Category Archives: Aeroflot Russian Airlines

Aeroflot restores the Moscow – Guangzhou route

Aeroflot Russian Airlines restored the Moscow – Guangzhou route on June 6.

The restored route operates one day a week.

Aeroflot is still contained in where it can fly internationally.

Aeroflot (SkyTeam) serves 65 domestic destinations and 30 international destinations in 17 countries, as of June 2022.

While European countries have closed their airspace to Aeroflot, many other countries, including Turkey, Israel, Egypt and India have not. Therefore Aeroflot is able to patchwork an international network, mainly to the south and the east of Moscow.

Map of banned airspace:

https://www.bloomberg.com/graphics/2022-russia-ukraine-flight-bans/

Where does Aeroflot currently fly internationally?

Armenia

Yerevan EVN

Azerbaijan

Baku GYD

Belarus

Minsk MSQ
China
Guangzhou CAN

Egypt

Cairo CAI

India

Delhi DEL
Iran
Tehran IKA

Israel

Tel Aviv TLV

Kazakhstan

Aktau SCO
Aktobe AKX
Almaty ALA
Atyrau GUW
Karaganda KGF
Kostanay KSN
Nur-Sultan NQZ
Krygyzstan
Bishkek FRU
Osh OSS
Tamchy IKU

Maldives

Malé MLE
Seychelles
Mahé SEZ

Sri Lanka

Colombo CMB

Turkey

Antalya AYT
Bodrum BJV
Dalaman DLM
Istanbul IST
Ukraine (occupied Crimea)
Simferopol SIP

Uzbekistan

Bukhara BHK
Samarkand SKD
Tashkent TAS
Urgench UGC

 

Aeroflot aircraft photo gallery:

 

SkyTeam boots (suspends) Aeroflot

SkyTeam and Aeroflot have agreed to temporarily suspend the airline’s SkyTeam membership.

SkyTeam is the alliance dedicated to providing passengers with a more seamless travel experience at every step of their journey. 19 member airlines working together across an extensive global network to welcome 676 million customers each year on more than 15,445 daily flights to 1,036 destinations in 170 countries.

Aeroflot Group shows only a 20.4% decline in traffic in March

Aeroflot Group issued this traffic report for March:

Aeroflot Group operating results for March 2022

Key highlights of March 2022:

  • Aeroflot Group carried 2.2 million passengers, 20.4% down year-on-year;
  • 2.0 million passengers carried in domestic segment, 15.7% down year-on-year;
  • Aeroflot Group’s passenger load factor was 79.5%, a 3.3 percentage point decrease year-on-year;
  • Pobeda Airlines carried 910.9 thousand passengers; passenger load factor was 92.2%.

Aeroflot Group Operating Results

Aeroflot Airlines

March 2022

March

2021

Change

3M 2022

3M 2021

Change

Passengers carried, thousand PAX

836.7

1,232.9

(32.1%)

3,763.7

3,270.2

15.1%

– international

137.2

284.3

(51.7%)

1,276.1

676.8

88.6%

– domestic

699.5

948.6

(26.3%)

2,487.6

2,593.4

(4.1%)

Revenue Passenger Kilometres, mn

2,259.0

2,921.9

(22.7%)

10,136.1

7,625.8

32.9%

– international

497.2

1,008.1

(50.7%)

4,601.2

2,470.7

86.2%

– domestic

1,761.8

1,913.8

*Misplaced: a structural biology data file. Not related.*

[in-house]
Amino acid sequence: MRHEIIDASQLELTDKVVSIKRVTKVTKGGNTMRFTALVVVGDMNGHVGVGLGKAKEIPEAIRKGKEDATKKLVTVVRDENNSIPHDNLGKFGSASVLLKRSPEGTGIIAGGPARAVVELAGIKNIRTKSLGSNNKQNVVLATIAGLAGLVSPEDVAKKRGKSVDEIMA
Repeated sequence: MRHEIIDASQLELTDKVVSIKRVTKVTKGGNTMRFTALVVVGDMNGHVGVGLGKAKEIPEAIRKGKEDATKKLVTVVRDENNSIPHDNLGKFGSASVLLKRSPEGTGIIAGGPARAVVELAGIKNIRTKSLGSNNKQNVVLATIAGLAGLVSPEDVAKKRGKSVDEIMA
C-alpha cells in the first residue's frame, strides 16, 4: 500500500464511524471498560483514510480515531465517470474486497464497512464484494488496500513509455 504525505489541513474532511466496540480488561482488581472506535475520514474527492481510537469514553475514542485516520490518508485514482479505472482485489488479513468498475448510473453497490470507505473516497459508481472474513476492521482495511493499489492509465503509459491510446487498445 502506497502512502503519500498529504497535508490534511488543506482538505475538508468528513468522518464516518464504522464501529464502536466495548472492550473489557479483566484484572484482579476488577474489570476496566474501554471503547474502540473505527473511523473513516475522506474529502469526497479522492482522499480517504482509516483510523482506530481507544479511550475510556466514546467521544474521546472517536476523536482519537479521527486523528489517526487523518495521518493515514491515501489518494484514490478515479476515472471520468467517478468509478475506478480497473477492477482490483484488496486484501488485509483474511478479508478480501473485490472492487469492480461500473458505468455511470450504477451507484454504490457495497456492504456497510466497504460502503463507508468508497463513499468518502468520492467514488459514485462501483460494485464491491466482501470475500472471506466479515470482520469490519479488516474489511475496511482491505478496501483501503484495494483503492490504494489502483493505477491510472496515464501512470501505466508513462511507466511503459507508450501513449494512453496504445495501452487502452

(7.9%)

5,534.9

5,155.1

7.4%

Available Seat Kilometres, mn

3,096.0

3,785.4

(18.2%)

14,696.2

10,337.0

42.2%

– international

720.1

1,436.8

(49.9%)

7,353.4

3,724.9

97.4%

– domestic

2,375.9

2,348.6

1.2%

7,342.8

6,612.1

11.1%

Passenger load factor, %

73.0%

77.2%

(4.2 p.p.)

69.0%

73.8%

(4.8 p.p.)

– international

69.0%

70.2%

(1.1 p.p.)

62.6%

66.3%

(3.8 p.p.)

– domestic

74.2%

81.5%

(7.3 p.p.)

75.4%

78.0%

(2.6 p.p.)

Revenue flights

6,517.0

9,569.0

(31.9%)

29,910

27,397

9.2%

– international

883.0

2,021.0

(56.3%)

9,866

5,313

85.7%

– domestic

5,634.0

7,548.0

(25.4%)

20,044

22,084

(9.2%)

Flight hours

19,784

25,802

(23.3%)

91,825

73,156

25.5%

Pobeda Airlines

March 2022

March

2021

Change

3M 2022

3M 2021

Change

Passengers carried, thousand PAX

910.9

982.3

(7.3%)

3,109.3

2,755.0

12.9%

– international

23.4

59.8

(60.8%)

242.6

160.5

51.1%

– domestic

887.5

922.4

(3.8%)

2,866.8

2,594.5

10.5%

Revenue Passenger Kilometres, mn

1,853.3

1,630.1

13.7%

5,714.4

4,581.8

24.7%

– international

85.1

147.3

(42.2%)

670.5

395.2

69.7%

– domestic

1,768.2

1,482.8

19.2%

5,043.9

4,186.7

20.5%

Available Seat Kilometres, mn

2,010.2

1,739.0

15.6%

6,231.8

4,969.6

25.4%

– international

101.8

161.2

(36.8%)

775.9

467.1

66.1%

– domestic

1,908.4

1,577.8

21.0%

5,455.9

4,502.5

21.2%

Passenger load factor, %

92.2%

93.7%

(1.5 p.p.)

91.7%

92.2%

(0.5 p.p.)

– international

83.6%

91.4%

(7.8 p.p.)

86.4%

84.6%

1.8 p.p.

– domestic

92.7%

94.0%

(1.3 p.p.)

92.4%

93.0%

(0.5 p.p.)

Revenue flights

5,249

5,579

(5.9%)

17,954

15,844

13.3%

– international

150

348

(56.9%)

1,477

1,008

46.5%

– domestic

5,099

5,231

(2.5%)

16,477

14,836

11.1%

Flight hours

14,284

12,470

14.5%

44,634

35,780

24.7%

Rossiya Airlines

March 2022

March

2021

Change

3M 2022

3M 2021

Change

Passengers carried, thousand PAX

456.1

554.0

(17.7%)

1,631.0

1,345.3

21.2%

– international

28.8

35.0

(17.8%)

275.9

67.6

4.1х

– domestic

427.3

519.0

(17.7%)

1,355.1

1,277.7

6.1%

Revenue Passenger Kilometres, mn

1,150.6

1,209.9

(4.9%)

4,094.9

3,035.4

34.9%

– international

148.7

108.6

36.9%

1,087.9

206.1

5.3х

– domestic

1,001.9

1,101.3

(9.0%)

3,007.0

2,829.3

6.3%

Available Seat Kilometres, mn

1,513.3

1,432.3

5.7%

5,224.4

3,728.3

40.1%

– international

169.5